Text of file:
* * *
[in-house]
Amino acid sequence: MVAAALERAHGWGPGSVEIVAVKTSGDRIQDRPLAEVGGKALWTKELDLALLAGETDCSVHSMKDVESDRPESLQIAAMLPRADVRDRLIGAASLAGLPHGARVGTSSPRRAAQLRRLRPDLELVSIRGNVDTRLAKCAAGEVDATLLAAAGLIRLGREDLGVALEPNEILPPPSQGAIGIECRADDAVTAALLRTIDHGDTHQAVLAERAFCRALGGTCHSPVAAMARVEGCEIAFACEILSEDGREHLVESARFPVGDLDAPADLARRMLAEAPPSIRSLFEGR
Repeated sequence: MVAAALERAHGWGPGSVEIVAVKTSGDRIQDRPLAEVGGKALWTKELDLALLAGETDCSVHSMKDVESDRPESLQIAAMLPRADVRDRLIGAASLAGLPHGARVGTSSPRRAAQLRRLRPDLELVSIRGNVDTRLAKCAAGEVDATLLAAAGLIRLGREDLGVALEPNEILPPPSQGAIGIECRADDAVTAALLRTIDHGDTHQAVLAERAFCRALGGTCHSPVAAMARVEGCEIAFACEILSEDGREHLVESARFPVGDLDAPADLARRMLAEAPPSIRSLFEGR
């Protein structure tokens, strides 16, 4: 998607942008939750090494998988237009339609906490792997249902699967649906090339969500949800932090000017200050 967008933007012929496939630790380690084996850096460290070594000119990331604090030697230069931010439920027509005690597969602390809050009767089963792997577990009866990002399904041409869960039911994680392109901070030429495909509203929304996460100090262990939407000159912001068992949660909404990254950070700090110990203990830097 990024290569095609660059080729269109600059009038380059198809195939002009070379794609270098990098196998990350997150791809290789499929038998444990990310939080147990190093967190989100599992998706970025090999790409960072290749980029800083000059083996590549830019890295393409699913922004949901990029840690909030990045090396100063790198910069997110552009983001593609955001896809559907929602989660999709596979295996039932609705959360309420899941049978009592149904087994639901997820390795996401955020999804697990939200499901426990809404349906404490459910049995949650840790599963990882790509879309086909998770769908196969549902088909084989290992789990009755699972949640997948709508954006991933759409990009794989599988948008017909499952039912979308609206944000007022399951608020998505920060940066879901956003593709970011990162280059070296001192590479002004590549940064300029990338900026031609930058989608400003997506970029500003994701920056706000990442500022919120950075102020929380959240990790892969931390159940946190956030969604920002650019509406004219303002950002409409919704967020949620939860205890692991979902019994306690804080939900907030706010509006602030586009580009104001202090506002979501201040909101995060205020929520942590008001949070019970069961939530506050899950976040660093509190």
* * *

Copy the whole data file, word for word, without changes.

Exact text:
[in-house]
Amino acid sequence: MVAAALERAHGWGPGSVEIVAVKTSGDRIQDRPLAEVGGKALWTKELDLALLAGETDCSVHSMKDVESDRPESLQIAAMLPRADVRDRLIGAASLAGLPHGARVGTSSPRRAAQLRRLRPDLELVSIRGNVDTRLAKCAAGEVDATLLAAAGLIRLGREDLGVALEPNEILPPPSQGAIGIECRADDAVTAALLRTIDHGDTHQAVLAERAFCRALGGTCHSPVAAMARVEGCEIAFACEILSEDGREHLVESARFPVGDLDAPADLARRMLAEAPPSIRSLFEGR
Repeated sequence: MVAAALERAHGWGPGSVEIVAVKTSGDRIQDRPLAEVGGKALWTKELDLALLAGETDCSVHSMKDVESDRPESLQIAAMLPRADVRDRLIGAASLAGLPHGARVGTSSPRRAAQLRRLRPDLELVSIRGNVDTRLAKCAAGEVDATLLAAAGLIRLGREDLGVALEPNEILPPPSQGAIGIECRADDAVTAALLRTIDHGDTHQAVLAERAFCRALGGTCHSPVAAMARVEGCEIAFACEILSEDGREHLVESARFPVGDLDAPADLARRMLAEAPPSIRSLFEGR
């Protein structure tokens, strides 16, 4: 998607942008939750090494998988237009339609906490792997249902699967649906090339969500949800932090000017200050 967008933007012929496939630790380690084996850096460290070594000119990331604090030697230069931010439920027509005690597969602390809050009767089963792997577990009866990002399904041409869960039911994680392109901070030429495909509203929304996460100090262990939407000159912001068992949660909404990254950070700090110990203990830097 990024290569095609660059080729269109600059009038380059198809195939002009070379794609270098990098196998990350997150791809290789499929038998444990990310939080147990190093967190989100599992998706970025090999790409960072290749980029800083000059083996590549830019890295393409699913922004949901990029840690909030990045090396100063790198910069997110552009983001593609955001896809559907929602989660999709596979295996039932609705959360309420899941049978009592149904087994639901997820390795996401955020999804697990939200499901426990809404349906404490459910049995949650840790599963990882790509879309086909998770769908196969549902088909084989290992789990009755699972949640997948709508954006991933759409990009794989599988948008017909499952039912979308609206944000007022399951608020998505920060940066879901956003593709970011990162280059070296001192590479002004590549940064300029990338900026031609930058989608400003997506970029500003994701920056706000990442500022919120950075102020929380959240990790892969931390159940946190956030969604920002650019509406004219303002950002409409919704967020949620939860205890692991979902019994306690804080939900907030706010509006602030586009580009104001202090506002979501201040909101995060205020929520942590008001949070019970069961939530506050899950976040660093509190």